Glucomannan use is associated with a reduction in the need for hypoglycemic agents, and the product may result in a loss of glycemic control in patients with diabetes. Therefore, glucomannan should be used with caution by these patients.

A case report described a 31-year-old man who had taken glucomannan capsules for weight loss and subsequently developed short-term cholestatic hepatitis. The patient took 1 to 2 capsules daily 45 days prior to the onset of symptoms. Glucomannan was considered the likely causative agent given the temporal relationship. This suggests a potential hepatotoxic effect may be due to the presence of serotonin.53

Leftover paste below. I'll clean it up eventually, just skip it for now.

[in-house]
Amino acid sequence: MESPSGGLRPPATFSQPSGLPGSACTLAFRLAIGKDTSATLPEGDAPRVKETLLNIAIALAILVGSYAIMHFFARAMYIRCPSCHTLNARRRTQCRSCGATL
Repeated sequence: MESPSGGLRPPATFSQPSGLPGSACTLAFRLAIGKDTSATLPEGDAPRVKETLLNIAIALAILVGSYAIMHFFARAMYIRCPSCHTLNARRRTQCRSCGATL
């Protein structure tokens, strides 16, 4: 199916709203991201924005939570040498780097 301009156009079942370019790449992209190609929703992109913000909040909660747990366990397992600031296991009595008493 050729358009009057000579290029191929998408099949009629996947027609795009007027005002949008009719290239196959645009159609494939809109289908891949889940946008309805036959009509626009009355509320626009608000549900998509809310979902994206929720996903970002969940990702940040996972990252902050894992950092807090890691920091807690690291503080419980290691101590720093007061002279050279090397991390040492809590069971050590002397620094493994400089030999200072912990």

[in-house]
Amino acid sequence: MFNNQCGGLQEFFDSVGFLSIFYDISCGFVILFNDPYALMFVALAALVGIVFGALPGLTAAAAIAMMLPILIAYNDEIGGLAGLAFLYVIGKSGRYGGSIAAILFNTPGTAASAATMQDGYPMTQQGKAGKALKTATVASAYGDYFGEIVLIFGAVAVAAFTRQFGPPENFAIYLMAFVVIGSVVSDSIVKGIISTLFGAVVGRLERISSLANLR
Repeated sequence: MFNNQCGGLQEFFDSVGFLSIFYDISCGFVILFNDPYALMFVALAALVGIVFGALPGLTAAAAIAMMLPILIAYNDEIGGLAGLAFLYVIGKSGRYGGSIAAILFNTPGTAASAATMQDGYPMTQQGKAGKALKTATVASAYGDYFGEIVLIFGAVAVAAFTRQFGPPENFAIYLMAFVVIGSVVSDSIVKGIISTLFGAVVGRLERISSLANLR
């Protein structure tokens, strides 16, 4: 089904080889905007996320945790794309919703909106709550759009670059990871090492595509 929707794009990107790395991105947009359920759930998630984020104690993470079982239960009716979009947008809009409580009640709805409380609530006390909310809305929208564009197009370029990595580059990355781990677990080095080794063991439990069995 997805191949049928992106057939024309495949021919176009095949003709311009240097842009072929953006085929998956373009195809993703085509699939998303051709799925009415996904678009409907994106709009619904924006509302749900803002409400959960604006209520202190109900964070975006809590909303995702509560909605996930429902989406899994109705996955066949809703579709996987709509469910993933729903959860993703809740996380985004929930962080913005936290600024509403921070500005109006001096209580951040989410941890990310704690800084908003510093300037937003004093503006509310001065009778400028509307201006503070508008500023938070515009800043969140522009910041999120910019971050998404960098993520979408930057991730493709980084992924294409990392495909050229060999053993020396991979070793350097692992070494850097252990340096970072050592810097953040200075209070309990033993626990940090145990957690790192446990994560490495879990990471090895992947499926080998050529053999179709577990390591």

"Konjac asthma" is a type of occupational asthma occurring in factories that manufacture konjac flour documented in a 1952 survey. During the production process, "konjac dancing powder" is produced. Inhalation of this powder has led to the development of asthma among workers and nearby residents.54

Minor adverse effects include GI effects such as diarrhea, flatulence, and bloating.1

Toxicology

Glucomannan given to rats at dosages of 500 mg/kg/day for 18 months revealed no toxicity.7, 55 Data suggests minor GI effects (eg, diarrhea, abdominal pain, flatulence) occur with dosages higher than 5 g daily.7

References